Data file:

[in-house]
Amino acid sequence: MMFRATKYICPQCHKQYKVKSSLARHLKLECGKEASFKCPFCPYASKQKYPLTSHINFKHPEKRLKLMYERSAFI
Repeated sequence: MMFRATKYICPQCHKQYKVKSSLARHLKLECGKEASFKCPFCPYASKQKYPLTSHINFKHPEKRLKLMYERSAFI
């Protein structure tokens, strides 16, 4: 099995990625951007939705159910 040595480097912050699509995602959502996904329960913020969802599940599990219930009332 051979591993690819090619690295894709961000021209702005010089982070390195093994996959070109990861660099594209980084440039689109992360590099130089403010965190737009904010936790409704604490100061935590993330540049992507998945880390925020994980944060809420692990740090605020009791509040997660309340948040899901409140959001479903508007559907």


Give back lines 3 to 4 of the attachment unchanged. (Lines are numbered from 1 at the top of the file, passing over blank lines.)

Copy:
Repeated sequence: MMFRATKYICPQCHKQYKVKSSLARHLKLECGKEASFKCPFCPYASKQKYPLTSHINFKHPEKRLKLMYERSAFI
């Protein structure tokens, strides 16, 4: 099995990625951007939705159910 040595480097912050699509995602959502996904329960913020969802599940599990219930009332 051979591993690819090619690295894709961000021209702005010089982070390195093994996959070109990861660099594209980084440039689109992360590099130089403010965190737009904010936790409704604490100061935590993330540049992507998945880390925020994980944060809420692990740090605020009791509040997660309340948040899901409140959001479903508007559907």